A Massed Start! 1st Feb 2022

Like my Club Ride on the 1st of January, the 1st of February was a bright and sunny morning with a bit of warmth from the sun – a nice change after the bitter cold of last few of my January forays into our local countryside – too cold to go too far of late!

Much to my surprise, the Ride Register showed 3 separate rides on this sunny morning. Ian was meeting his group at Farthing Downs to head off to Horne Golf Club. But both Tom Vaz and I were starting our rides at Shurgard at 10.00. Tom was heading out to Ripley – a 50 miler. My lot, off to Priory Park Farm at Nutfield, a more conservative 35 miles or thereabouts.

Between us, Tom and I had a total of 17 to lead out with a massed start at the stroke of 10.00! But we soon split up – Tom taking the low road towards Coulsdon, whilst I led the mountain goats up the high road, starting with the steep climb of Foxley Hill to our first stop, to meet Jo Smith at Kenley Aerodrome – and for a group photo. What a handsome bunch!

A newly installed tribute to the few, who won for us, the Battle of Britain

Kenley was in the thick of the Battle of Britain, as were Croydon Airport and Biggin Hill. I was born at Purley Hospital in Oct 1939, and grew up with the sound and sight of war planes in the skies above. For those interested in local history of that period, this is very interesting as it is about a daring bombing raid by the Germans, involving both Kenley and Croydon air fields see https://museumofcroydon.com/blogs/croydon-airport-1

This photo is of the raid by the German bombers at the very beginning of the Battle of Britain. Tasked to attack Kenley Aerodrome, but due to a navigational error, instead they attacked Croydon Airport. My mother, like those above, watched the melee of British fighters and the German attackers in the sky above. I was in my cot and slept through all the action!

After these flash backs to my childhood, it was then time for a bit of action from us. So we pedalled off and down the steep slope of the North Downs ridge, and up the hill to the top of the Green Sand ridge at Bletchingly. Here, on the A25 we were forced to take a long detour due to road closures in an extensive area. The only route available to us, was to go straight to Priory Park Farm after a ride of only about 10 miles!

The answer was just to carry on past our intended tea stop, down another steep hill, which eventually took us past Redhill Aerodrome – another war time airfield! This gave me the opportunity to take Peter, our new Club Captain and his new Gravel bike, onto a short diversion to join Route 21 and an extended bit of a gravel trackway between fields of sheep, etc. A very pleasant diversion!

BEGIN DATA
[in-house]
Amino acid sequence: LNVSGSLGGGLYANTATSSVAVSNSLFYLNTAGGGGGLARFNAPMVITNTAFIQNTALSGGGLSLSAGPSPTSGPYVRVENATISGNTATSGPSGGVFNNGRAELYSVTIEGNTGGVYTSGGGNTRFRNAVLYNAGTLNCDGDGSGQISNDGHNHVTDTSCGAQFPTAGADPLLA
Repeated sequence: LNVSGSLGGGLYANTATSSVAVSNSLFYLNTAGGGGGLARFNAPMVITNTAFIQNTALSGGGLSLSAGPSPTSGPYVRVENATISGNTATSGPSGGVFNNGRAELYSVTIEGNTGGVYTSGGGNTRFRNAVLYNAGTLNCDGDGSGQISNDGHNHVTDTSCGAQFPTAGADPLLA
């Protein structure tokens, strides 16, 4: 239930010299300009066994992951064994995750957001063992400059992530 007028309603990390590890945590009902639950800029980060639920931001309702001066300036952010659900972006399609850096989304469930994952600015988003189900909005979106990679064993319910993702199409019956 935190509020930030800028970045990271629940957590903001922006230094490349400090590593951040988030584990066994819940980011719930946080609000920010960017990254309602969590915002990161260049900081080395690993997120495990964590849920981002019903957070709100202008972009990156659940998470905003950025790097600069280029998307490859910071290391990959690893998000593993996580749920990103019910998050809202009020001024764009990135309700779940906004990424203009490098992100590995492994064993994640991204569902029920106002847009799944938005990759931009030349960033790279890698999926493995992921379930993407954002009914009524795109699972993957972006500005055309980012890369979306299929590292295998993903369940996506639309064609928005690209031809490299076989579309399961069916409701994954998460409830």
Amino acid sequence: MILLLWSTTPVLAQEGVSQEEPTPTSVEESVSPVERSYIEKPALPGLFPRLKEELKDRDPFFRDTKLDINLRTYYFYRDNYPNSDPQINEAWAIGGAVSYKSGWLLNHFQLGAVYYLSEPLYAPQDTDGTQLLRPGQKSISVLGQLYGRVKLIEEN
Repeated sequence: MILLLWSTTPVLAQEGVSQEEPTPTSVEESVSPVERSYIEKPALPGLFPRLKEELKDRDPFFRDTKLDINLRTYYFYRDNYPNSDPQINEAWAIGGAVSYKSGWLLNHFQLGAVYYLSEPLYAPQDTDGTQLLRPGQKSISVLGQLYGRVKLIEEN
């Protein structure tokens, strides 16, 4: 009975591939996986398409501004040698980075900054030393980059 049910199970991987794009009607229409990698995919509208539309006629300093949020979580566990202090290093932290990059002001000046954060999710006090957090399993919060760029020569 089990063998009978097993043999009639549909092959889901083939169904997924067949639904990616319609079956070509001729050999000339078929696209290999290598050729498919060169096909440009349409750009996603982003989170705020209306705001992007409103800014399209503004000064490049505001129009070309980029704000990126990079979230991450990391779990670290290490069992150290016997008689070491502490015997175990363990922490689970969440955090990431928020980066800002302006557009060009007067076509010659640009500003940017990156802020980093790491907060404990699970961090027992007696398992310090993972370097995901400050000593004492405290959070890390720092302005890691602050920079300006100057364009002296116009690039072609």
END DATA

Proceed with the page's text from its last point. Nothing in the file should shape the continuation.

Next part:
To save me trying to describe the route I took, this is my favourite site for plotting routes – Cycle Travel, below ( https://cycle.travel/ ). You can see the main railway line on the left of this map section, and to it’s right, the red dots are Rt 21. At bottom of map at Salfords, we crossed over Honeycrock Lane to continuing on Rt 21. A hundred yards on is a sports club ground with a club house and it’s tearoom. These facilities are now also shared by Redhill Cycling Club – you can’t miss their big sign!

Continuing south (off the map), at the next X rd we turned to our left (east) still on Rt 21 as far as New House Lane. Here we continued on an extended circle, following the blue dots of a local cycle route. This took us back (north) to join Axes Lane (see bottom left of the above map), and followed the blue dotted route back to Kings Mill lane, to return past Redhill aerodrome. It might sound complicated but in reality it was a fairly simple circle!

Just to add a bit of variation and to complete a figure of 8, we returned back to Priory Park Farm via Hogs Trough Lane. And this is us feeding our faces, like hogs at the trough, with a well deserved cuppa and enjoyable, social chat!

The only missing person is Asif, taking this photo!

A great crowd, great weather, a great tea stop, all in all, a great day out!
And the Strava stats provided by Bob Bray, were 32 miles with 1,918 feet of altitude climbed. Just short of 2.000 feet – not bad for such a short ride!

Des

And a P.S. Mention above of Croydon Airport reminds me of a bit of Anerley B.C’s own history!

Tom Vaz has popularised train assisted bike rides. But as shown above, in 1935 Anerley B.C organised what was probably the first ever aeroplane assisted bike ride!
Our members flew from Croydon Airport to an airfield at Hatfield to go for a bike ride with the North Road C.C and some of the North Road C.C flew to Croydon Airport to go for a ride with Anerley B.C.

At this time (1935) Croydon was the London Airport – Heathrow did not open until post WWII, in 1946.
The de Havilland Rapide, shown above came into service at Croydon Airport in 1934. The airfield at Hatfield was almost certainly that of de Havilland, whose aircraft factory was at Hatfield, and in 1935 might already have been designing and/or building aircraft for the real possibility of a war with Germany.
Some interesting, historic photos of Croydon Airport and it’s place in world history (it closed in 1959) can be seen here https://www.mylondon.news/news/nostalgia/gallery/astonishing-pictures-show-croydons-lost-22988099
Well worth a look!

Des.